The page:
If you’re using the command line all day then it’s critical that you become an expert with it. That means learning the basic commands, reading man pages, mastering IO redirection, learning how job control works, etc. I highly recommend Learning the Shell.

Let’s look at a real-life example of how we can use bash expansion to make life easier. You’ve probably used bash expansion if you’ve ever done anything like rm test/*. In this example I have a bunch of docker networks that I want to clean up:

$ docker network ls
NETWORK ID          NAME                       DRIVER              SCOPE
06f6f6d67193        bridge                     bridge              local
1a88ec257b8a        host                       host                local
9af9672816f2        none                       null                local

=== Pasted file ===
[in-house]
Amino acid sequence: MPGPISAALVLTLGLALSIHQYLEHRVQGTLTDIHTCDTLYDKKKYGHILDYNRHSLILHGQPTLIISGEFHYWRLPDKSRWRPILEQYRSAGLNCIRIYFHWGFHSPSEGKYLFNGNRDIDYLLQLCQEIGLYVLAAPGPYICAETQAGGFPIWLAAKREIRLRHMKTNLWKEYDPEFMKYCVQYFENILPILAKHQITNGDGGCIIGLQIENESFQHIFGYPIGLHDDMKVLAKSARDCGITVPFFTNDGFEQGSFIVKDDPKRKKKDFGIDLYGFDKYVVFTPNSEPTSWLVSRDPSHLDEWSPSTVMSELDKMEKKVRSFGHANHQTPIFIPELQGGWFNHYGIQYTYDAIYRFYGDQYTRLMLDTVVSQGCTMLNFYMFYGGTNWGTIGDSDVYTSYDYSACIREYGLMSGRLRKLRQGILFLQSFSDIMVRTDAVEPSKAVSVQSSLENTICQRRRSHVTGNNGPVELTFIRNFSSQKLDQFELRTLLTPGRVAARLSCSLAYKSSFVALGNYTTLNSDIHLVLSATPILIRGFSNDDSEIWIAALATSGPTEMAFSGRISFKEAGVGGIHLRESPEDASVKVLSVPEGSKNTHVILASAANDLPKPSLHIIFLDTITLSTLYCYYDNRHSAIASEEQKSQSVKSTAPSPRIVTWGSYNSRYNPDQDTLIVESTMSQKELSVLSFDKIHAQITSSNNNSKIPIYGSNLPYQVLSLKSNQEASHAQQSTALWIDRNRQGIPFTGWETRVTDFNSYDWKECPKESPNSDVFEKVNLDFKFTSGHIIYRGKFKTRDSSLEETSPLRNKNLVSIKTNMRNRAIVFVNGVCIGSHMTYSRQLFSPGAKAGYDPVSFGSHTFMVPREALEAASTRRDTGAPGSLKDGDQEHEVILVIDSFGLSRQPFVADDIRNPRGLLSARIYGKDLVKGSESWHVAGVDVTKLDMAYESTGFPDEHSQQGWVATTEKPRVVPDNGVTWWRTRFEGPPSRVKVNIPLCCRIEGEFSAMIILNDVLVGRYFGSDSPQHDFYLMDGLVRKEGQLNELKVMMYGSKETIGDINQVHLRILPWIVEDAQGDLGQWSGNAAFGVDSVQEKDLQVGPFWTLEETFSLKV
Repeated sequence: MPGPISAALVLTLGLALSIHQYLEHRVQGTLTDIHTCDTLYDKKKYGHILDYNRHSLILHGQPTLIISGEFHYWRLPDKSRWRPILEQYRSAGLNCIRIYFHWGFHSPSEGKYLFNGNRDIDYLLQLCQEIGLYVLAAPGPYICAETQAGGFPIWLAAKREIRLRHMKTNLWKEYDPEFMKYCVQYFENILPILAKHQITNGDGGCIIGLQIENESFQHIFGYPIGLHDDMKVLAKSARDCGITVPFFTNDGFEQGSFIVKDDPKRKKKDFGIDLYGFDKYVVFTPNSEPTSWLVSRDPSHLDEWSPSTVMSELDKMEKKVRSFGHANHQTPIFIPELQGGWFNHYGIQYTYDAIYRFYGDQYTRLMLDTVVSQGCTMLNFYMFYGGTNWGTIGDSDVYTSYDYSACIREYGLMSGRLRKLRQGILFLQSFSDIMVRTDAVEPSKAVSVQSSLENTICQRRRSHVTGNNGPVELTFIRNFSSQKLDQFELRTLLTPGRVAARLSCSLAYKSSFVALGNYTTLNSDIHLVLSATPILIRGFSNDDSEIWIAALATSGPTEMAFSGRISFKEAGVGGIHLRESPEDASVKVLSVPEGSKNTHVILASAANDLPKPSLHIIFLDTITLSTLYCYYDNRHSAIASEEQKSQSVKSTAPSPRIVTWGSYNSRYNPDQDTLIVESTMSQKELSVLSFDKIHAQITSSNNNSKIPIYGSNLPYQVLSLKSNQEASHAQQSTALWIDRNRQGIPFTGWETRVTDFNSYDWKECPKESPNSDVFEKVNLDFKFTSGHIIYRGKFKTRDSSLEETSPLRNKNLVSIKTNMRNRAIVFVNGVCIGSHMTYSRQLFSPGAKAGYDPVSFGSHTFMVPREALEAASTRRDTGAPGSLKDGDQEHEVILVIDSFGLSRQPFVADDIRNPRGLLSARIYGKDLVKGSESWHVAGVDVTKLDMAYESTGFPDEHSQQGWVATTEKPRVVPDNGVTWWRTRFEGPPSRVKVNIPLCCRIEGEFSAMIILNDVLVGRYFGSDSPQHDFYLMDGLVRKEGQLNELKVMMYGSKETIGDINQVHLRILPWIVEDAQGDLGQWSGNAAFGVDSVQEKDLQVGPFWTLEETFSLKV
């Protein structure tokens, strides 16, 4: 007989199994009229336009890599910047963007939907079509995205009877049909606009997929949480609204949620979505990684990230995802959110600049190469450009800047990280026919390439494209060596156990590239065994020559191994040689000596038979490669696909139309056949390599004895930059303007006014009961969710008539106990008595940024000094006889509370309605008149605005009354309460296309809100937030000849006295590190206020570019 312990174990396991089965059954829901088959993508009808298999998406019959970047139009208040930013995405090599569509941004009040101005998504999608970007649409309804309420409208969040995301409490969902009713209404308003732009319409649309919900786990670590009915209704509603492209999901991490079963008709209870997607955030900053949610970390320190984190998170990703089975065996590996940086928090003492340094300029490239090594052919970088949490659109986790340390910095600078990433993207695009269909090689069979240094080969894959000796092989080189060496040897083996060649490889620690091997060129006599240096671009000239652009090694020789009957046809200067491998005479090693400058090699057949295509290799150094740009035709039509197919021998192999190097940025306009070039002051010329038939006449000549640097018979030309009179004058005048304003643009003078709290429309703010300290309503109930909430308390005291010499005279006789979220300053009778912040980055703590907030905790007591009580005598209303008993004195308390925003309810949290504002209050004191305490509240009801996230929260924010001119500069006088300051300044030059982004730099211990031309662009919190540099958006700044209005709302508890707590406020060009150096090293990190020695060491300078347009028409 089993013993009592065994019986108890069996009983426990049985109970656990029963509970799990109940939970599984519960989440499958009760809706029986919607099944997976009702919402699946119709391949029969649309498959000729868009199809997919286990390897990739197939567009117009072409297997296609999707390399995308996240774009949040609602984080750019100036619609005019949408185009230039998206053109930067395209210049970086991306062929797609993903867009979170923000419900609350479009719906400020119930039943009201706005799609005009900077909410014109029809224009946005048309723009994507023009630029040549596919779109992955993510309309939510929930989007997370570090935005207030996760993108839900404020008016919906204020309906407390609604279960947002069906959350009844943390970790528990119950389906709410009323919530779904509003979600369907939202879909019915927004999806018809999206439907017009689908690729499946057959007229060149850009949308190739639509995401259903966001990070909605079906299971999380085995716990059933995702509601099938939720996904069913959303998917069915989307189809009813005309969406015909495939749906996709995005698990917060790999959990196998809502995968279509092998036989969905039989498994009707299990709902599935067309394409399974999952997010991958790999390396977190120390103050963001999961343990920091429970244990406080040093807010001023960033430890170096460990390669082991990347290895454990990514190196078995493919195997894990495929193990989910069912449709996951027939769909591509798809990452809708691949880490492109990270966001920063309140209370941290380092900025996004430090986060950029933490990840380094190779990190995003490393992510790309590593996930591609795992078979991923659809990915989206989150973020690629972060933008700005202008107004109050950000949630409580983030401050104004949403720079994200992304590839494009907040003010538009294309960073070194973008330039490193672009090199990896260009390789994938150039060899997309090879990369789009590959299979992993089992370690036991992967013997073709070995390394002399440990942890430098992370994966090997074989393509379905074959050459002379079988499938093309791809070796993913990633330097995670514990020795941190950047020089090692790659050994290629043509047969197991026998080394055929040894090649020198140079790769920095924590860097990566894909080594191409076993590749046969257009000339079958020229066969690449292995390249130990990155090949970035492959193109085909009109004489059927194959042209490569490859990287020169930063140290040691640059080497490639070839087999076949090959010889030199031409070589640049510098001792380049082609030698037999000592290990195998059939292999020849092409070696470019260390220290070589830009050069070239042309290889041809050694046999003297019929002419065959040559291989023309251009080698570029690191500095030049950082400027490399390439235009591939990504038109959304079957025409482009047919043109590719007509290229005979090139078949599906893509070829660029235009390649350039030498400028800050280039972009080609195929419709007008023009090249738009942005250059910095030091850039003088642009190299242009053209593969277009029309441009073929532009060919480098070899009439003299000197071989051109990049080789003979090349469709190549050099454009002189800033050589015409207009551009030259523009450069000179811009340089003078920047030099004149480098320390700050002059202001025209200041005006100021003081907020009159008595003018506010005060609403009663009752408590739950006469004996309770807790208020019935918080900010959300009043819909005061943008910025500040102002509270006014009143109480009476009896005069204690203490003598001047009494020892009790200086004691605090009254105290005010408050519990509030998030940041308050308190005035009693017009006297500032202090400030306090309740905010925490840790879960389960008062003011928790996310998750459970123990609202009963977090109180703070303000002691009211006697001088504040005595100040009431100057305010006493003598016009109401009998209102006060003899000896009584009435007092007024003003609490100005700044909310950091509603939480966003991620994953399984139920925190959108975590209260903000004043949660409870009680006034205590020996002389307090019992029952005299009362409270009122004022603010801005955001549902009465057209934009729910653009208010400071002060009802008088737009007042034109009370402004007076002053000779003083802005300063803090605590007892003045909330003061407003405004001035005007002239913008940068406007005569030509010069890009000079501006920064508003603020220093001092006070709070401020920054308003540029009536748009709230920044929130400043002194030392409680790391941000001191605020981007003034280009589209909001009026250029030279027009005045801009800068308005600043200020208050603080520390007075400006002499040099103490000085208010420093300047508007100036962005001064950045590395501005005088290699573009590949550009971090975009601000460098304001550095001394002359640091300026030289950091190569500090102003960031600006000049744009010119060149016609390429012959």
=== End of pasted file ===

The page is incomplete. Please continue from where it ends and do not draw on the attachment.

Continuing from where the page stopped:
0b8a0c32514e        testtaskrunner0_default    bridge              local
affc61d7834c        testtaskrunner10_default   bridge              local
8f974066b122        testtaskrunner1_default    bridge              local
e66a6a5252a0        testtaskrunner2_default    bridge              local
5e4002eac566        testtaskrunner3_default    bridge              local
b8ea7337cbc3        testtaskrunner4_default    bridge              local
e72c903cd99b        testtaskrunner5_default    bridge              local
1d098664e8b2        testtaskrunner6_default    bridge              local
06b7d2081c7c        testtaskrunner7_default    bridge              local
f387a7ac86fa        testtaskrunner8_default    bridge              local
f94bb5a23dee        testtaskrunner9_default    bridge              local

The command for removing a network is docker network rm NAME (or in my case docker-compose --project NAME down). I could copy and paste a million times, but lets be smart instead. First let’s use brace expansion to create a range then replace all of the spaces with new lines:

$ echo testtaskrunner{0..10} | sed $'s/ /\\\n/g'

Now we can pipe those into xargs to shutdown each network:

$ echo testtaskrunner{0..10} | sed $'s/ /\\\n/g' | xargs -I {} -n 1 docker-compose --project {} down

Here -n 1 means “run this command for each line received in STDIN (as opposed to using multiple lines in the command)”. -I {} means “replace all {} with whatever got passed into STDIN”.